Why Is John the ″Disciple Whom Jesus Loved″?
There appear to be several instances of nicknames and name changes in both the Old and New Testaments.The ″Sons of Thunder″ are Simon and Peter, Esau and Edom, the two sons of Jacob.Almost everyone who follows Jesus appears to be given a loving nickname, which is occasionally given by Jesus himself.However, in the fourth Gospel, we come upon something quite different.’The Disciple Whom Jesus Loved,’ says the author of the Gospel of John, referring to himself by an unusual moniker.
- The ″Beloved Disciple″ is a title used by John in different translations to refer to himself.
- Upon hearing this name for the first time, my much younger elementary-aged self thought to myself, ″it sounds like an arrogant moniker to give yourself.″ Is it possible that Jesus just did not care as much about the other disciples as he did for himself?
- ″Did John actually believe that?″ In my situation, as is often the case, subsequent research later in life invalidated my primary school frame of reference.
- Throughout this essay, we’ll look at the nickname given to the disciple John by his father, what it means, the significance of nicknames in Scripture, and why all of this applies to us today as Christians.
What Does John’s Nickname Mean?
With his self-given label, ″the disciple whom Jesus loved,″ it appears that John is attempting to boost his ego by associating himself with the Savior.As previously stated, Jesus had an inner circle of three disciples to whom he demonstrated his transfiguration (Matthew 17), with John being one of them.In fact, Jesus instructs John to look after his mother while Jesus is being crucified with him.So, did John use this name as a flex in order to get what he wanted?Scholars, on the other hand, disagree.
- As a result, what does it genuinely mean for John to refer to himself as ″the disciple whom Jesus loved″ imply?
- Instead, as William Barclay suggests in this paragraph, it was a charming term whose meaning did not cross over into our own society, which is a possibility.
- Perhaps, by using the term ″beloved,″ John is attempting to draw attention to God’s love and how it has impacted his life, rather than his own personality or sense of identity.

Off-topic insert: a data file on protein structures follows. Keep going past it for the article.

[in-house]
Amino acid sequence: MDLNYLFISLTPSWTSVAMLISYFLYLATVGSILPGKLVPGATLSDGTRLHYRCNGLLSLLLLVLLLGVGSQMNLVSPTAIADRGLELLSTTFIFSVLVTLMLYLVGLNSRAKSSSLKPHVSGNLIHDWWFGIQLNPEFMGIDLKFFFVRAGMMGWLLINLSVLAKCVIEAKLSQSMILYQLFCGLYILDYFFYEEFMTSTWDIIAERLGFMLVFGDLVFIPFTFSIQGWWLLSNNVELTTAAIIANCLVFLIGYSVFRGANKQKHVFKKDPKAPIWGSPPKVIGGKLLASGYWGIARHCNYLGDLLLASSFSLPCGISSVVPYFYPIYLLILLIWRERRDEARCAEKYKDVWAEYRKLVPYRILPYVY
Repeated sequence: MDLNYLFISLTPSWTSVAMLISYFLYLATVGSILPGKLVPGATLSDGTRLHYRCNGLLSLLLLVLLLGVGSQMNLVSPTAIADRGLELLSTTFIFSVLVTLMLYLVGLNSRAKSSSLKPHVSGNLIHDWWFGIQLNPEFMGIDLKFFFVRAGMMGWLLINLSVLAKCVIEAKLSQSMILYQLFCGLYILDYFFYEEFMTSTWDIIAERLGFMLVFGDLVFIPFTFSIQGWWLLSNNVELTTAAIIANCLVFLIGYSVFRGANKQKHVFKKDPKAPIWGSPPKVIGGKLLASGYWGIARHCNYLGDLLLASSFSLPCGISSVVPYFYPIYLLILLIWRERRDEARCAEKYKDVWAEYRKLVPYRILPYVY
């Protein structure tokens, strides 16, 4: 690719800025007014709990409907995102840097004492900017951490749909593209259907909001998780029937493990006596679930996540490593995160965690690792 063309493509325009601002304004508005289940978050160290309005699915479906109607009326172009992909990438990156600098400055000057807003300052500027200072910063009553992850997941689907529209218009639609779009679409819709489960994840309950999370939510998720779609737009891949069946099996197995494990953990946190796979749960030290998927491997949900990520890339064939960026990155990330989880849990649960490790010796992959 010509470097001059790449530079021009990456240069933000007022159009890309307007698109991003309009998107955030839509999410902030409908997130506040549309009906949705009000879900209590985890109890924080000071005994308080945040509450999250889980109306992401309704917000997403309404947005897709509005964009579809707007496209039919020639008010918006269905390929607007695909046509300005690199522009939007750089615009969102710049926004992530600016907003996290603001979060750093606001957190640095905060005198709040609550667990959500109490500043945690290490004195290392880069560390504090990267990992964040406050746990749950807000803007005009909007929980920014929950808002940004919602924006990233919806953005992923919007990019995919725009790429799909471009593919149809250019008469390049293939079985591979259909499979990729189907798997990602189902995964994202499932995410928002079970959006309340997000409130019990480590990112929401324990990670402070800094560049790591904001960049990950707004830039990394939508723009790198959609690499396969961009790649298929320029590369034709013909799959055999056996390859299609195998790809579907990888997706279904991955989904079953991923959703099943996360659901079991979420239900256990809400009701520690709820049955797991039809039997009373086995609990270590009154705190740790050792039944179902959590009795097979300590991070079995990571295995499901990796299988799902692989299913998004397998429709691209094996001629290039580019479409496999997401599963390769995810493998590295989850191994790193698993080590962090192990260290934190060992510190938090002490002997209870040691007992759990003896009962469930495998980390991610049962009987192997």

- More information about this will be provided in the next section.
Pastor Charles Spurgeon emphasized that Jesus plainly cherished each and every one of his apostles.After all, on the night that he was deceived, he bathed the feet of everyone in the house.Yes, even Judas Iscariot’s was among them.As indicated in the Answers in Genesis page, it’s possible that John uses this name to remind readers of the immense love that they, too, have experienced.This identity of being disciples of Jesus, whom he adored, is something we all share.
Because John does not offer an explanation for the name, we are unable to determine its true significance.However, it is possible that John chooses this moniker to serve as a reminder to himself and others of Jesus’ compassionate mission on earth and the disciples’ call to carry the message of that love to every country across the world.Credit for the image goes to Getty Images/Javier Art Photography.
Why Did John Call Himself ″The Disciple Who Jesus Loved″?
As we discussed in the preceding section, we don’t know the specific reasons for which John would choose to bequest himself such a name.After all, he isn’t referred to by this name in any other Gospel story.This suggests that John solely used this as a way to refer to himself.We can rule out egotism because John did not choose this name in order to bring attention to himself.Instead, it appears that the inverse is more likely.